Degree Name

MS in Fire Protection Engineering


College of Engineering


Frederick Mowrer and Christopher Pascual


This report analyzes the prescriptive based design of a government-use high-rise building whose primary use is a business office building in California utilizing the California Building Code 2022 Edition. For security purposes, the name of the project will be the “Project Building.” The project site consists of a common podium underground parking garage with two high-rise buildings and an auditorium built on the parking garage. The project buildings that were analyzed consisted of the underground parking garage, the auditorium, and one of the high-rise buildings.

The parking garage is approximately 135,000 square feet consisting of mixed occupancies throughout. The mixed occupancy spaces consist of various areas that act as service spaces for the building such as utilities, storage, in addition to some office spaces for building engineering and break rooms. The parking garage does not have any openings and is accessible via interior exit stairs and elevators through each of the buildings. The project building high-rise is also a mixed-occupancy building. Level 1 and Level 2 were analyzed independently and Level 3 was analyzed as a typical floor plan for Level 3-Level 11. The areas that were reviewed consist of the entry lobby, open office floor plans, conference rooms, offices, and the auditorium. The auditorium, which will be referred to as a Council Chamber, was reviewed during the performance based design. The Council Chamber is a Group A-3 occupancy used for gathering purposes and its connected to the high-rise project building on Level 1.

The building was designed based on the 2013 California Building Code. The goal is to determine if the building will pass today’s building code requirements and identify any deviations from current code. The results conclude that the building passes all of the prescriptive based code analyses and does not have any major variations other than occupant load factors used for business occupancies.

A performance based design analysis was performed on a separate building that is also located on the same project site. The building was selected for its 335 occupant load with a primary occupancy of Group A-3 which is referred to as the Council Chamber. The goal was to determine if the Available Safe Egress Time (ASET) was greater than the Required Safe Egress Time (RSET). The RSET analysis concluded to be 4.4 minutes. The ASET was determined by two analyses: a visibility analysis and a toxic exposure analysis. The ASET required a design fire and a few assumptions. The selected design fire consists of a stack of chairs composed of polyurethane plastics stacked against a wall towards the back of the Council Chamber and is adjacent to the primary entrances. This design fire was chosen because the Council Chamber has many fixed seats and it can be assumed that additional chairs would be made available for additional occupants if all seats were occupied. The selected heat release rate curve for the design fire was based on a stack of 8 chairs of polyurethane. Due to the high-profile government entities that can be present in the space, the fire is assumed to start due to arson attack at the primary entrance to the Chamber.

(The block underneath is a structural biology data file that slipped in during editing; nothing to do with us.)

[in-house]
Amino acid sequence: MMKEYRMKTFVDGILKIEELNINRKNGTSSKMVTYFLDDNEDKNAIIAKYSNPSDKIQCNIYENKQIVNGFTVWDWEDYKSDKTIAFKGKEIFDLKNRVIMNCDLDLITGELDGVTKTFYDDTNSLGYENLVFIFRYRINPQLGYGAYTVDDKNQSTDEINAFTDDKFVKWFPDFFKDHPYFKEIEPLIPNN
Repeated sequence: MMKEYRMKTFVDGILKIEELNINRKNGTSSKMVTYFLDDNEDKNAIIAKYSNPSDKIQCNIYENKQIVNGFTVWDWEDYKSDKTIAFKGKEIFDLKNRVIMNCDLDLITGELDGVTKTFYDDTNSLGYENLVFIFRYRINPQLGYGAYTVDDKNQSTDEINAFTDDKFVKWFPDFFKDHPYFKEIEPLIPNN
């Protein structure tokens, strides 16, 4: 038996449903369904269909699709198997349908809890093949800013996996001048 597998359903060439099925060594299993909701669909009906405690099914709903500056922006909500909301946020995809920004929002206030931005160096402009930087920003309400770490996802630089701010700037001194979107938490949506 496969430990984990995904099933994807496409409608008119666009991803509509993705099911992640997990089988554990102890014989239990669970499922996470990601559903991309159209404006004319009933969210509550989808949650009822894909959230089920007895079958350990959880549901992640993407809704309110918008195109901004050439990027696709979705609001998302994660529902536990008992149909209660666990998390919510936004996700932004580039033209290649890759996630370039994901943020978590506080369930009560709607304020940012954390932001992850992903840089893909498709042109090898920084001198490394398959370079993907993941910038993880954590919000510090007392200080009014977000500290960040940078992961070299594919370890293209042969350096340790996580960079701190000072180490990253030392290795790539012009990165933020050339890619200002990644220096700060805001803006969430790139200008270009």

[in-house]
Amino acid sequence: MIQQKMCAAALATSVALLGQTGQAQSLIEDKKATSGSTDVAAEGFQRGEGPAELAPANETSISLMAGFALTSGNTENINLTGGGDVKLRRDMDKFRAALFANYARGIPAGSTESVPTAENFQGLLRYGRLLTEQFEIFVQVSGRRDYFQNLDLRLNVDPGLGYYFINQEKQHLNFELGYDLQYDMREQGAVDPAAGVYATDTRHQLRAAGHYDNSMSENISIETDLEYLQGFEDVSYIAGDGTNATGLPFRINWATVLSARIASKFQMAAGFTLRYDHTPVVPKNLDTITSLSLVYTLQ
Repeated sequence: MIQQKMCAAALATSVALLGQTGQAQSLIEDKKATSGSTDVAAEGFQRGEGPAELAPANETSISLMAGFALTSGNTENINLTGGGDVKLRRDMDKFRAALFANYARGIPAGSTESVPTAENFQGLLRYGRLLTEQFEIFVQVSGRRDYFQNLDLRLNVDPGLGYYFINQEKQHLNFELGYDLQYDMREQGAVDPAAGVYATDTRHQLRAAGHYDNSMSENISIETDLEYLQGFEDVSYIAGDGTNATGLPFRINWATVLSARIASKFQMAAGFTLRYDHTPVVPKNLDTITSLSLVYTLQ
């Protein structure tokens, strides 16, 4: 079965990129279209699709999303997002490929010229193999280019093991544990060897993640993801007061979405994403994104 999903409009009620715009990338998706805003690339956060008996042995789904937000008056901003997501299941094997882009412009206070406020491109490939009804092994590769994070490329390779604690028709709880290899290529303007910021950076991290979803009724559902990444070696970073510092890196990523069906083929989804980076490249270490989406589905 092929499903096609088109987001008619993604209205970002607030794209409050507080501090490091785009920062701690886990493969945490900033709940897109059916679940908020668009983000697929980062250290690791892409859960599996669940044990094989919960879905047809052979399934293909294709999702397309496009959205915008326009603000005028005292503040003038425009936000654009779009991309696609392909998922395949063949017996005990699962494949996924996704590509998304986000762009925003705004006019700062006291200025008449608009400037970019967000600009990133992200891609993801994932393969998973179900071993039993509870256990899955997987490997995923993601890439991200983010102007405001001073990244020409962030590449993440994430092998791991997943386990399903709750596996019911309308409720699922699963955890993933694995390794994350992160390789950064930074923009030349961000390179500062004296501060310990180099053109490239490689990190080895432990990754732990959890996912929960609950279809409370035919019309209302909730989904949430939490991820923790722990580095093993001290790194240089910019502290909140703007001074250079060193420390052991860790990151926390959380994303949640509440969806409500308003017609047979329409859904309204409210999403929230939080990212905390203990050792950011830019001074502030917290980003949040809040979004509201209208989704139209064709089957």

The results conclude that the visibility analysis failed. The available visibility in the Council Chamber dropped to nearly 3m of available visibility while the required visibility for a light- emitting exit sign was 16 meters. However, it should be noted that the means of egress design resulted in significant exit queuing at a single door which indicates to the occupants that an exit is present and that the occupants did not have to go searching for an exit. It is expected that occupants would follow the crowd until arrival at the exit door. The visibility dropped below 3m in approximately 2 minutes so the ASET for visibility was determined to be 2 minutes. The ASET of 2 minutes is less than the RSET of 4.4 minutes so the visibility analysis failed.

The second analysis, toxic exposure, passed because no occupants were exposed to toxic products of combustion for a duration of time that leads to incapacitation. The occupants were exposed to toxic smoke and gases for about 2.4 minutes. For the toxic exposure analysis to fail, the occupants would have been required to be exposed to toxic gases for a minimum of 5 minutes. Since the occupants do not get exposed to smoke until after 2 minutes, the total ASET for the toxic exposure analysis was about 7 minutes which was greater than the RSET of 4.4 minutes so the toxic exposure analysis passed.

While the performance based design analysis confirms the Council Chamber is designed to code requirements and does not lead to incapacitation of occupants, there are a few recommendations that can be made for future high-occupant load spaces.

A few recommendations can be made for future developments similar to the project building. It is recommended that the Council Chamber exit separation be increased between the primary entrances. Two closely spaced exits can be affected during a fire event and can eliminate exit access through both of the two exits. While a 3rd exit was provided to the north west, the size of the exit is code compliant, however, it is recommended to utilize double doors to reduce exiting and queuing time. If a double door is not feasible, then it is recommended to provide a 4th exit opposite side of the existing 3rd exit. This would also reduce the exiting time in half while also reducing the queuing. Due to the high volume of people expected in this type of space, the space can benefit from a mechanical smoke exhaust system.

Pamintuan - Final Presentation.pdf (55621 kB)
Final Presentation



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